Friday, May 13, 2005

Sonneteering a Salt Marsh on Foote

I’ve decided to grace these pages with the genuine article, although the quality of which I cannot be so sure. But please accept my humble offering to the gods of blog for what it is, an unassuming representation of the finest verbal art form now several centuries old. It may not show the craft of a Sidney or the American know-how of an Edwin Arlington Robinson, but in its own crude way I think it will do. So settle down, sniff your favorite brandy, and indulge on this fourteen line confection called
The Great Salt Marsh

Between the island and the land lies marsh,
a desert ground of spartina and salt
water protected from indifferent harsh
terrains surrounding it. So by default
it's home to things that never stay too long
on land. The duck, mergansers, gulls or teal,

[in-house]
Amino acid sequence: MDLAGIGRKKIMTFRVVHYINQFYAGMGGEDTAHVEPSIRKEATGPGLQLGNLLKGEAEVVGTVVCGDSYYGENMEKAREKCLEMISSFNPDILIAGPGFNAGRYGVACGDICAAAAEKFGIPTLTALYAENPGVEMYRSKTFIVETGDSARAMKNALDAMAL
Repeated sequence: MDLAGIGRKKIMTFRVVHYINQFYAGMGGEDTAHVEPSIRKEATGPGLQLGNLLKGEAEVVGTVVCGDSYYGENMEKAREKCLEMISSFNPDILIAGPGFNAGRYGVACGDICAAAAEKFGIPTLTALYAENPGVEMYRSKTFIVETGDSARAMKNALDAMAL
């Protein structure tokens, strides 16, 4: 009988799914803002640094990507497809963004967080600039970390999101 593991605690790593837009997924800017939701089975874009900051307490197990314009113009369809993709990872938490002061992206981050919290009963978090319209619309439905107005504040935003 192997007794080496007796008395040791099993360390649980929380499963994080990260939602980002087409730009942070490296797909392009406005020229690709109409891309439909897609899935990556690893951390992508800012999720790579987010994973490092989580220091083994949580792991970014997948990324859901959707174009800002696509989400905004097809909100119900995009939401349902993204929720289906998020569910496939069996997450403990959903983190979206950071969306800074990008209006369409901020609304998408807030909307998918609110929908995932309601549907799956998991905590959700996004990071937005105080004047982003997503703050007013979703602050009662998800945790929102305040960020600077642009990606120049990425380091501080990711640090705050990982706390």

and other migratory shorebirds throng
to such a hydrologic commonweal
where all terrestrial authority
is balanced with salinity and flow.
Within that middle ground they're safe from sea,
secure from high society and show—
until late summer scores a hurricane
or autumn showers them with steel shot rain.

Ry Foote 2005

2 comments:

Tom said...

That is nice. Using "hydrologic commonweal" is fantastic, my jaw dropped at that point!

Greg said...

Tom, glad you liked that. "Hydrologic commonweal" is one of those serendipitous moments that result from writing in meter and rhyme. I had "commonweal" and I needed a 4 syllable trochaic adjective. Thus, hydrologic came to mind. It's one of the reasons I like writing in meter. You never know.